Extending the Possibilities
You can continue to add functionality to the conference clients and application, or change the application's capabilities to work with other applications you have created. In this final section of the chapter, you can review some ideas to expand the potential of the conference application.
In the real world, you wouldn't likely want to leave bandwidth- and server-intensive applications available to anonymous visitors of your Web sites or Web-enabled interfaces. Using Flash Remoting routines, LoadVars, or other data-enabled ActionScript objects and methods, a Flash client can send user name and password information to an application server for login verification. Once the user is authenticated, the Flash client can access the URL of a FlashCom-enabled client.
Constructing authenticated user access is explored in more detail in Chapter 14.
Synchronization and Latency Problems
If you conduct several conference recording sessions and view the sessions with the retrieval client, you will likely witness streams that drift out of sync over time. The reason for this problem is latency. If either user's connection to the server is not fast enough to support the real-time transmission of audio and video data, or if the server's bandwidth is severely taxed, the accuracy of the recorded streams will suffer. Latency can also affect playback of recorded streams; if the viewer's connection speed is not fast enough, the data rate for each stream can become uneven, allowing one stream to receive more data than the other.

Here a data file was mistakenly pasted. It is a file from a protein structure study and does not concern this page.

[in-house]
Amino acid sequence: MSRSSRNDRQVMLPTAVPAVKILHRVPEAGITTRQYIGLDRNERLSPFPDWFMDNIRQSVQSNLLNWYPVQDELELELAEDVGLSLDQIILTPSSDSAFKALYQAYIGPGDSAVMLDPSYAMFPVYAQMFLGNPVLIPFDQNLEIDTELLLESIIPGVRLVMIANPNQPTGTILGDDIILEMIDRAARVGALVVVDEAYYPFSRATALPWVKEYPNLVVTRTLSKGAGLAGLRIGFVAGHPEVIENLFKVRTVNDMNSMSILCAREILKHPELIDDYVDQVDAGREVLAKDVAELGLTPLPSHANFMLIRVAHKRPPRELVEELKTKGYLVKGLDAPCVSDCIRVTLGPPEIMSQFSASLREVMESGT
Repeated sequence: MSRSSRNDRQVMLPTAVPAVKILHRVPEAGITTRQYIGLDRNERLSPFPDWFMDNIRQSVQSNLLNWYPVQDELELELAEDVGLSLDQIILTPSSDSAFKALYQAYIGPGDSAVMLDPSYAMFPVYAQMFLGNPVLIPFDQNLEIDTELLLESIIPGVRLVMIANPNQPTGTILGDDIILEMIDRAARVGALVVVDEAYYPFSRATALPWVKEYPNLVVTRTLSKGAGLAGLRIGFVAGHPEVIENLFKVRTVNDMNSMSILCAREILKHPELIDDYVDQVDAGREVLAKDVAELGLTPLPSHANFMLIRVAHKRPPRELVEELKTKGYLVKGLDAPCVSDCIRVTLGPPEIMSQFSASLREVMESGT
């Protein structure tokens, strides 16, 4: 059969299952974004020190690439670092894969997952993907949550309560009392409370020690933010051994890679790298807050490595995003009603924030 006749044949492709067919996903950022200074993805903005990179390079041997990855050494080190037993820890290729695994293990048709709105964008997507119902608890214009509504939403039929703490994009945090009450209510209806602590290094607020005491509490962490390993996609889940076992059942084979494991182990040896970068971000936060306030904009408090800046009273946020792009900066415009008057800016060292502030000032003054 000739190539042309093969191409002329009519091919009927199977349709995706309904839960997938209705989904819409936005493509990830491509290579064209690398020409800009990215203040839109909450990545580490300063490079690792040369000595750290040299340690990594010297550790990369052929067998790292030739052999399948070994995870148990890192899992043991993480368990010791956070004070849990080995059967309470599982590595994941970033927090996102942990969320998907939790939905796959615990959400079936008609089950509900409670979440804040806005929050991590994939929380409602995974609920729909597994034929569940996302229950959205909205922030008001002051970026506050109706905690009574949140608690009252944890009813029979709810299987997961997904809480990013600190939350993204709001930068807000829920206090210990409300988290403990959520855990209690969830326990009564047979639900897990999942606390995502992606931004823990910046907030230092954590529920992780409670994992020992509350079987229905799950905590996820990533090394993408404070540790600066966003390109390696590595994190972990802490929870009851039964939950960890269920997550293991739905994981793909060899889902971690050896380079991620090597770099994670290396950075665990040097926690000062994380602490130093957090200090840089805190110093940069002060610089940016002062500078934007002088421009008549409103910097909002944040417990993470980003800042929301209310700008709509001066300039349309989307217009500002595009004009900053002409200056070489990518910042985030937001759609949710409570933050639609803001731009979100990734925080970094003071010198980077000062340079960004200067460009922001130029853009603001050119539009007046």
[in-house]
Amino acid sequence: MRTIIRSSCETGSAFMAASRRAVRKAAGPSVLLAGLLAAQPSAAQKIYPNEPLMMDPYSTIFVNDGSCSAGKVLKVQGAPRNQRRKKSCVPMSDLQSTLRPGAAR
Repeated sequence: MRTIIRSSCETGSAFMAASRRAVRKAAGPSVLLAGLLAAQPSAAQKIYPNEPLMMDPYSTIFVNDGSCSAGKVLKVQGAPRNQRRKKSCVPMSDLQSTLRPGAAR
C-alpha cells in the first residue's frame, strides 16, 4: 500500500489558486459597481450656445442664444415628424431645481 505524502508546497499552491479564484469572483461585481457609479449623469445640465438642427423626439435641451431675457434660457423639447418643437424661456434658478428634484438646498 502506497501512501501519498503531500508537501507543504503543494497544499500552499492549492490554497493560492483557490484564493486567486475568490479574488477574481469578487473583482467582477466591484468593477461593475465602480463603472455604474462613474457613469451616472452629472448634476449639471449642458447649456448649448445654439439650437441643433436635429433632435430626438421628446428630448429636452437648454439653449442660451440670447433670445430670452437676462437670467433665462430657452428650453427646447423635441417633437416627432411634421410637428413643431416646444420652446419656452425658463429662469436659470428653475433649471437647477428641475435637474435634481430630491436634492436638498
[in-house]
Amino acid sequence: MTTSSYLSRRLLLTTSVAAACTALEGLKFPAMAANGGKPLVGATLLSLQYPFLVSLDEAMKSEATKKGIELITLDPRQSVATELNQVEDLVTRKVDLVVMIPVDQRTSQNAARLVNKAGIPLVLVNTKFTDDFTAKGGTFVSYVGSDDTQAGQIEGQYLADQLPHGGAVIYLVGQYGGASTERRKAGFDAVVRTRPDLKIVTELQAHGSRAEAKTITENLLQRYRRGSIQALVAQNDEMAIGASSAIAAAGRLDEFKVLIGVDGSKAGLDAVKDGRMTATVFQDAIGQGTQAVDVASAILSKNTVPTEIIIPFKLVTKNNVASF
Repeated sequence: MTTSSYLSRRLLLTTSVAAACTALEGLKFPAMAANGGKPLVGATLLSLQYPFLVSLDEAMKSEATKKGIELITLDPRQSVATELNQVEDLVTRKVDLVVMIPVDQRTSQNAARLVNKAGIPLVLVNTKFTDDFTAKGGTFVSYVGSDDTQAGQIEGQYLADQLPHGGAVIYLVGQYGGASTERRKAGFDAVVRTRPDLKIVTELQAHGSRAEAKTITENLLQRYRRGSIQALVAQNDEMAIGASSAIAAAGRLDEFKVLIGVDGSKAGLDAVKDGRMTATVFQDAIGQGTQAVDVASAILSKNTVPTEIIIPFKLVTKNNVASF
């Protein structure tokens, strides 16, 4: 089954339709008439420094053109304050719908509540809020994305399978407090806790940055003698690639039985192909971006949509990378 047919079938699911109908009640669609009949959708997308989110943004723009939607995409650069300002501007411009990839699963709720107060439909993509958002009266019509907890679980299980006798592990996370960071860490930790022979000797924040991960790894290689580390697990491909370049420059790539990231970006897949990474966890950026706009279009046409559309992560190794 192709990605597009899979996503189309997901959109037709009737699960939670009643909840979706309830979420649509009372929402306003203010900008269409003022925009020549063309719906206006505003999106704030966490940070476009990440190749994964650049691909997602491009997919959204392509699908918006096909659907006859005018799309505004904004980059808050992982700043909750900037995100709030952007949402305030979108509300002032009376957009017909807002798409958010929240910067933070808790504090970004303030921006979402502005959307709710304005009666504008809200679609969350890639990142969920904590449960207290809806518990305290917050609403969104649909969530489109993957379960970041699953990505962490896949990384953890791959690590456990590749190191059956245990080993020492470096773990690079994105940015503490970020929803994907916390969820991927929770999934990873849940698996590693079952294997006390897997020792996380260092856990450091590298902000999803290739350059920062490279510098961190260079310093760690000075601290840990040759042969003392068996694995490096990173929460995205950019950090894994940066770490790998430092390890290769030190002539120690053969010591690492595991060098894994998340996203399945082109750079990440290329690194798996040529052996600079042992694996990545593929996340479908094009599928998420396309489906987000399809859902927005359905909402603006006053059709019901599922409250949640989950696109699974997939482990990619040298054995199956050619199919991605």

You can limit the severity of these problems in a few ways:
Instruct participants to use the least-bandwidth-intensive setting in the SetBandwidth component instance. Unless you have modified the presets, the Modem setting uses the least amount of bandwidth.
Use the conference application specifically for LAN-based environments where network latency becomes less of an issue.
Track and store sync times in each stream as it records during the live conference session. During playback, compare the sync times across the streams. If one stream gets ahead of another, pause the faster stream until the other stream catches up. To store times in the recorded stream (that is, the FLV file), use the Stream.send() or NetStream.send() method to broadcast the sync times. Data sent over a live stream via the send() method is synchronously saved with the audio and video data of the recorded stream.
Look for updates and new versions of the conference application on the book's Web site at http://www.mxbook.com.
Session Data Storage
While recorded streams must be directly saved and accessed by client-side or server-side ActionScript within the FlashCom application, the data stored with the persistent remote SharedObjects for the conference application can be handled with Flash Remoting, an application server, and a data source. If you want to manage thousands of recorded sessions and users, you can store user information and the recording times data in a relational database. In this way, you can access this data with other non-Flash interfaces created in HTML with Macromedia Dreamweaver MX.
Removal of Stored Data
If you do not implement a separate data source for the session data of each recording session, you may want to create another Flash client movie, which allows you to delete streams and remote SharedObjects in the conference application. You can create an interface that allows you to choose a conference title and remove the associated time tracker SharedObjects and properties in the savedCalls SharedObject.